5 Steps For Dealing With Male-Pattern Baldness

by Michael on August 7, 2009 · 0 comments

G'head, call him "Chrome Dome." He won't hit you. Much.

G'head, call him "Chrome Dome." He won't hit you. Much.

Deforestation above the ears has always been vexing to the men who suffer from it (i.e., not Bob Barker). The day comes for most men when they look in the mirror, see their mane thinning for the first time, and sigh quietly as they’re forced to come to terms with it. And for a single guy, he can almost envision the single ladies of the world turning and walking away.

Put down that can of spray-on hair. It’s not the end of the world.

Thanks to science, we all have options to combat or defy hair loss. WikiHow offers up these four steps to helping stop it, or at least run a blockade:

  1. Understand how male pattern baldness works. The normal crown-and-temples hair loss is caused by an excess of free testosterone (which has little to do with the testosterone that makes you stronger, hornier, or willing to use a beer bong), which is converted into dihydrotestosterone (DHT). So your options for slowing hair loss involve reducing free testosterone, preventing DHT conversion, or both.
  2. Use pharmaceuticals to inhibit or stop hair loss. Rogaine and Propecia are the “dynamic duo” that help some men to stem the tide of hair loss and actually grow back a bit of it. Propecia (finasteride) is a pill that helps block DHT production, slowing or stopping hair loss. Rogaine (minoxidil) is the topical solution that grows crown hair, possibly by increasing nitric oxide levels in the scalp. Obviously, the sooner you begin using these treatments (especially Propecia) the less hair you’ll lose. The downsides of these drugs are that Propecia has some known side effects, including decreased libido, and Rogaine just flat out doesn’t work well for many men.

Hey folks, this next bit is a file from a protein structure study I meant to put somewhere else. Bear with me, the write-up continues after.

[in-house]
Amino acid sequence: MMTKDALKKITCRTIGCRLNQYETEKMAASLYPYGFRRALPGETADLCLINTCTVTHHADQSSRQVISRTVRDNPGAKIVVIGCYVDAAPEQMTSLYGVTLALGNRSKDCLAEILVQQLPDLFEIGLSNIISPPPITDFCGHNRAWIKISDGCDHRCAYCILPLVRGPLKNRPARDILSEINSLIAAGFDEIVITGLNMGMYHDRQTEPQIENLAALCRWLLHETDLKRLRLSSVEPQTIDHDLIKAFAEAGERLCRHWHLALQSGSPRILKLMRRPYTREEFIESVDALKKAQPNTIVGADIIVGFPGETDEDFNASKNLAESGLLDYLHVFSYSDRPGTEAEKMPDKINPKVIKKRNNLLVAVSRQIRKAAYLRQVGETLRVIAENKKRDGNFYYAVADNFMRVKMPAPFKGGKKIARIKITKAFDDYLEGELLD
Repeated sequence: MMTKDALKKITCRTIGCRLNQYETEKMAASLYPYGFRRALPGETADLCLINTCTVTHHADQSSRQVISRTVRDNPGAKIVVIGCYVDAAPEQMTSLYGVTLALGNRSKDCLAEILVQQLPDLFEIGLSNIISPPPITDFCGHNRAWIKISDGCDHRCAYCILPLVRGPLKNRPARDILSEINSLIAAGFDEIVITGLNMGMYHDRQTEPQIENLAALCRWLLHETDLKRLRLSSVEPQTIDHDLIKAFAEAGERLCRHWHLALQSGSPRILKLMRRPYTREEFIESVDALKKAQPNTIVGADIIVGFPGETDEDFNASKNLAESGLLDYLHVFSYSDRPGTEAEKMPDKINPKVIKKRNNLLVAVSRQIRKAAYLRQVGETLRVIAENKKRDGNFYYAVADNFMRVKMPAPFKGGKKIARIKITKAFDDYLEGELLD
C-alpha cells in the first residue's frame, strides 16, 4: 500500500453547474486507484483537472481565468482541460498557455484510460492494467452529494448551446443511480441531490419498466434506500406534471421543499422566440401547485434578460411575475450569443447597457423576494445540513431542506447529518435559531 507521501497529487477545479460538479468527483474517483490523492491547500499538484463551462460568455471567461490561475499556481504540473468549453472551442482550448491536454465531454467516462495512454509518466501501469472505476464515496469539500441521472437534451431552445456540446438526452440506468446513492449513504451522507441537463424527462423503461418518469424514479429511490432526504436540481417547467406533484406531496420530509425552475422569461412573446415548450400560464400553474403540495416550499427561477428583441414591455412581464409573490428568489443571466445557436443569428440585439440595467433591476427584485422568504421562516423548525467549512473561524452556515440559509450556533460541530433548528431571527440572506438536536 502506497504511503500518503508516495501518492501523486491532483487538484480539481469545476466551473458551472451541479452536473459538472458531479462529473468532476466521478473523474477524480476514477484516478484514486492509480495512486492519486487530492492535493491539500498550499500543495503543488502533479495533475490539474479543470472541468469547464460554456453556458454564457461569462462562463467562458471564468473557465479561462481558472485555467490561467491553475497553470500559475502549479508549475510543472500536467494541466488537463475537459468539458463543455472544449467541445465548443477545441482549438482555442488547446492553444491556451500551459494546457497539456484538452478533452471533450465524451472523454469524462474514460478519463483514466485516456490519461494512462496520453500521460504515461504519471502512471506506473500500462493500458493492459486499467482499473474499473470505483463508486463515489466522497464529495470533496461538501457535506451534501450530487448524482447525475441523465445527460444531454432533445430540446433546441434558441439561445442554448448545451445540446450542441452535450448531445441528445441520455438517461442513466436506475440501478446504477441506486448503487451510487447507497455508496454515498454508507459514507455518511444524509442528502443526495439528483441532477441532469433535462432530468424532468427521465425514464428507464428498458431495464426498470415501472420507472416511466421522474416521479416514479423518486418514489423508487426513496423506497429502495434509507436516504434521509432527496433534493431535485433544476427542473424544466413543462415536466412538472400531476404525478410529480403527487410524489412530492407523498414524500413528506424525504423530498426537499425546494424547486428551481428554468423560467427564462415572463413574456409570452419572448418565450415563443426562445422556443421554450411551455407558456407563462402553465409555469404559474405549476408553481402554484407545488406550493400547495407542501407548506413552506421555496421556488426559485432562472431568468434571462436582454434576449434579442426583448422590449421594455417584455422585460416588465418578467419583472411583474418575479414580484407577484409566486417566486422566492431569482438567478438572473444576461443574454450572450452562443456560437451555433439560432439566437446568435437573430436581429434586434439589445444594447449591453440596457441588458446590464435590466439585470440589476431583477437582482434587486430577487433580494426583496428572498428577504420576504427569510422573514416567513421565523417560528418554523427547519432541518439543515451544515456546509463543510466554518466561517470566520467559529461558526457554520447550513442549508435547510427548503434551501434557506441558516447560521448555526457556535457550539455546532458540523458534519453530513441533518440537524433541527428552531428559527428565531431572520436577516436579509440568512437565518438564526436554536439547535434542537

3. Exercise vigorously. There really isn’t a good way to target free testosterone, and lowering your overall testosterone has side effects that might negate the fact that your hair is full and bushy, such as loss of libido, while potentially having no effect on your hair. Scientists have noted that one thing may reduce free testosterone, while letting you keep it up: aerobic exercise. This includes running, swimming, basketball, tennis or soccer — anything that keeps you moving, raising your heart rate and improving your lungs’ intake.
  4. Consider hair replacement. Back in your dad’s day, if he wanted to go from bare to hair he had to buy a toupee or have artificial hair weaved into his remaining natural strands. Now you can actually replace your hair with cosmetic surgery that takes follicles from that ring of hair you never lose and implants them, one and two at a time, where you need it. The downside (there’s always a downside) is the cost, plus the fact that if you lose more hair around the transplant, you’ll look odd unless you fill in the space with another transplant.

WikiHow leaves it at that (and doesn’t include some of the downsides I’ve included above), but of course there’s another to consider:

  • Shave your head. Or at least crop it short so you’re not left with the ring of “clown hair” (and for God’s sake, no ponytails!). There are a ton of tools and creams made for the head-shaver, and many men find it easier to maintain a shaven head than it was to keep their hair tamed.

No matter which route you take, keep in mind that most men have to deal with some level of hair loss, so most of us are in this together. If your hair is merely thinning, or you’re a little bare just at the back of the crown, there are hairstyles that will maximize what you have left, so consult your hairdresser. Unless his name is Bud and he uses a 40-year-old barber chair and his main tool is an electric horse clipper. Then the shave might work out better.

How to Treat Male Pattern Hair Loss [WikiHow]

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